ATLANTA, GA – Presidential candidate Hilary Clinton in a brave new campaign strategy is reaching out to potential voters on the street in tent cities and in homeless shelters. Clinton has pledged to blend in among the population in order to relate to the needs of the 47%.
Clinton, the last resort favorite to win the Democratic Party’s nomination for the November 2016 election, expects to reach homeless voters by highlighting the economic chaos platform of her campaign which she has promised will rationalize homeless normalcy for “everyday Americans.”
Her nearest base camp is the Gateway Center, a facility that provides access to shower and laundry facilities at cost to those that live in the nearby tent city under I-20. Clinton has dismissed her secret service and makeup personnel, in order to have the total experience “exposed.”
Last Monday, Clinton had her first taste of the homeless world, where after waiting in line for two hours in line for a bowl of soup, Clinton was face to face with disgruntled potential voters. A flash mob broke out while she was in mid-sentence, reportedly over the soup kitchen running out of food.
The following night after taking refuge in the shelter Clinton continued having problems getting her points heard. After three hours of reiterating bullet points from her Sharing Is Daring & Caring initiative to inspire voters to do more with less, she was accosted by political incumbent rivals and stripped of her belongings.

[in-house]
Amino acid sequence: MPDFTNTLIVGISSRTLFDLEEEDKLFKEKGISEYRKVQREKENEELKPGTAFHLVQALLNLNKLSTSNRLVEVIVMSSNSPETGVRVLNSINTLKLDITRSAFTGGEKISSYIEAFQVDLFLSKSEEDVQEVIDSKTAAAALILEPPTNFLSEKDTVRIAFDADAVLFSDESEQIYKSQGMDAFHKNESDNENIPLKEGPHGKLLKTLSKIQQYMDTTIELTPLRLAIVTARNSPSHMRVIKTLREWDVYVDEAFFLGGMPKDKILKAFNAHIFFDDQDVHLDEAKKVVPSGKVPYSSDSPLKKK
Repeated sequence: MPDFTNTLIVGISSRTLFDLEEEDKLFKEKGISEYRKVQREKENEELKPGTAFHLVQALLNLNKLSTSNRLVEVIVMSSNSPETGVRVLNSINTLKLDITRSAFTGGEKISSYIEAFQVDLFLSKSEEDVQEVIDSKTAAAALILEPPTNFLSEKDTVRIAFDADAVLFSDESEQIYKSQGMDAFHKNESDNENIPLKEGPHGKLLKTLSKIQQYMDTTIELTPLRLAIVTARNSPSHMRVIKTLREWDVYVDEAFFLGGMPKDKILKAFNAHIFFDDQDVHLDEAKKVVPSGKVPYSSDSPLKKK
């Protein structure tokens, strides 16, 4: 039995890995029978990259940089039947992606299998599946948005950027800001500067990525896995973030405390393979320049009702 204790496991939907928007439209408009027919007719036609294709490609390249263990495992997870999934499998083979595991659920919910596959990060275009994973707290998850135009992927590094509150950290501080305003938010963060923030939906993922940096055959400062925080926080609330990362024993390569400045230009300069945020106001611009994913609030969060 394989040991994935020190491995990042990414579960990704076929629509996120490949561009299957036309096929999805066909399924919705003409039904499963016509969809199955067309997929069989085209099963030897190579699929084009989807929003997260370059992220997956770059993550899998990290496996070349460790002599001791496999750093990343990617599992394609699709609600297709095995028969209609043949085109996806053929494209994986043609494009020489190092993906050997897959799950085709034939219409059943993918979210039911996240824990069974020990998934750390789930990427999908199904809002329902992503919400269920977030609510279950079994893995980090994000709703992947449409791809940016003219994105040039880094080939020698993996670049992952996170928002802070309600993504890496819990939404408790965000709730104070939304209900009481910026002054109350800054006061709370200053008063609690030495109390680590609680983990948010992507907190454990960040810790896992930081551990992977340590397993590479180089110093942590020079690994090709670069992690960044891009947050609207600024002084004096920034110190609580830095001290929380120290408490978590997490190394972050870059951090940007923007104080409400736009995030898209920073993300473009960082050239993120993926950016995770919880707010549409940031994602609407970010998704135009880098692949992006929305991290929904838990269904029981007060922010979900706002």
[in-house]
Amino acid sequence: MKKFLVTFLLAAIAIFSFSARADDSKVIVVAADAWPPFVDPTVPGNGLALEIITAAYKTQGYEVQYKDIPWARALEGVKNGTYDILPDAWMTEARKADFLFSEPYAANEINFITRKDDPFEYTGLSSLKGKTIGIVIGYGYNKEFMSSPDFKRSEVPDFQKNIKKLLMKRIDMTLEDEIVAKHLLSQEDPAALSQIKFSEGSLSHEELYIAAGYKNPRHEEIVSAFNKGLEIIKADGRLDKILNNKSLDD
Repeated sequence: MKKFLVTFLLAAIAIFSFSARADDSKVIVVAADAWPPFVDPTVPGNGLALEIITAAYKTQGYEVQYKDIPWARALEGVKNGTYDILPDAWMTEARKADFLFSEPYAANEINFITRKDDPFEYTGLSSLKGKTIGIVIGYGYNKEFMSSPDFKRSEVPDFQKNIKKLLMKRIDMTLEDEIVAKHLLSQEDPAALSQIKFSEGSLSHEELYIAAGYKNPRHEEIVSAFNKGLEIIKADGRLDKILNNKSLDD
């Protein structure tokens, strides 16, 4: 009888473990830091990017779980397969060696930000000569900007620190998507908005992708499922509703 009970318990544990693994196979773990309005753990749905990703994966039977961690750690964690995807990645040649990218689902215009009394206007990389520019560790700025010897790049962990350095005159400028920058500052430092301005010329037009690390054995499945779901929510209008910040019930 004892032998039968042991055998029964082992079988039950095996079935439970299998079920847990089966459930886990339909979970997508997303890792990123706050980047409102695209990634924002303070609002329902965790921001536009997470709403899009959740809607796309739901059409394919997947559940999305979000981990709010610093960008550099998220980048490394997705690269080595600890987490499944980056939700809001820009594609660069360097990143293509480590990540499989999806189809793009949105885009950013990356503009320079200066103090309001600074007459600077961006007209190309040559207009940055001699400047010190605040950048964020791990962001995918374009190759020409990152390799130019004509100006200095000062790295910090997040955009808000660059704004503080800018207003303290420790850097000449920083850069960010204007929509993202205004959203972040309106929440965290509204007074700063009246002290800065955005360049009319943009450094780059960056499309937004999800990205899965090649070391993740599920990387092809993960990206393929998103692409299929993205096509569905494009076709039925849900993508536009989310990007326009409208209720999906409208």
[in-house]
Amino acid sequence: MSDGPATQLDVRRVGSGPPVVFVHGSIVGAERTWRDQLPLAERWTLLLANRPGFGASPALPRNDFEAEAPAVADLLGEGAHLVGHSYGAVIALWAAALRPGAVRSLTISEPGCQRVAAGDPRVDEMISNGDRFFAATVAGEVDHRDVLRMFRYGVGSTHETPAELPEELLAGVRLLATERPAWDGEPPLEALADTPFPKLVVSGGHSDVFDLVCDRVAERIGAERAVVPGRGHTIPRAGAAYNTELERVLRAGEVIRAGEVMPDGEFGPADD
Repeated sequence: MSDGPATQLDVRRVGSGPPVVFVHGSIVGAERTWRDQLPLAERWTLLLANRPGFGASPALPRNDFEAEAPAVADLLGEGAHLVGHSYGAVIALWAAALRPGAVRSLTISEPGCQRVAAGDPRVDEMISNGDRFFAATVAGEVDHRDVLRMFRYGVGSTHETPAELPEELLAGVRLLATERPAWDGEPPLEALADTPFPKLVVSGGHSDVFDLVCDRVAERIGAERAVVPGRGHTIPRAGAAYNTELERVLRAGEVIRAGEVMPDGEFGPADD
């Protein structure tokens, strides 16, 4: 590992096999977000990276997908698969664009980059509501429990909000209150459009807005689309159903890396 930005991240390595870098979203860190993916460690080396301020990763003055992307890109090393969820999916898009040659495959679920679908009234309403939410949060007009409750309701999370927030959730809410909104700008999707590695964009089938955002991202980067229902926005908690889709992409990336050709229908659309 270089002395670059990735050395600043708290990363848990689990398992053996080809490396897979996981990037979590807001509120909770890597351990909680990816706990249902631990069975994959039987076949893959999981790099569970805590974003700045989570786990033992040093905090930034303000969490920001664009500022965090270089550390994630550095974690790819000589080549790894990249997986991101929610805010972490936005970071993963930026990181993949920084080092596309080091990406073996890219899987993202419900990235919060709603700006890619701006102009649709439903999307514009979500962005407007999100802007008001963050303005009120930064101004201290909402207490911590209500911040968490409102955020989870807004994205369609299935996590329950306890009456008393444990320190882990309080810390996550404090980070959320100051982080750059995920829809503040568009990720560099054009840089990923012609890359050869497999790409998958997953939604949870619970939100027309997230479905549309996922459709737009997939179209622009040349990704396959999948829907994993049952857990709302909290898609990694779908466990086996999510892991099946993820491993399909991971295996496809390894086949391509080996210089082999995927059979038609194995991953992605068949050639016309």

John Podesta, Clinton’s campaign chairman and adviser, said her economic platform was a daring bold move to push the United States in a competitive, profit driven workforce that inspires workers to take any opportunity offered no matter the sacrifice, in the name of patriotism.
“We believe its a comprehensive guideline that shows profit driven economies sustain America’s infrastructure, not worker ambition and desire of career growth, which have left our country’s economy in a state of stagnation.” Podesta said.
Clinton has decided to reach out to the homeless youths as well. A rally call for the 47% under her campaign moniker has seen a rise in button and bumper stickers in a dual role – support and patch friendly accessory.
Democratic senator Elizabeth Warren, former Harvard professor and founder of the U. S. Consumer Financial Protection Bureau, is concerned about the hidden implications of Clinton’s platform, citing their effectiveness in implementation would likely hinder the economy beyond repair and open the door to a climate that rivals the Boston Tea Party.
“She’s going to have a hard time convincing over 200 million of her constituents not to revolt after eliminating any tangible streams of income and pulling the last piece of bread from their mouths,” she said, referring to Clinton’s do more with less rhetoric.
On anti-homeless laws, Clinton has supported many that impede on her constituents right to exist, as some in her party deemed it necessary in order to implement programs they felt necessary to get people into shovel ready jobs.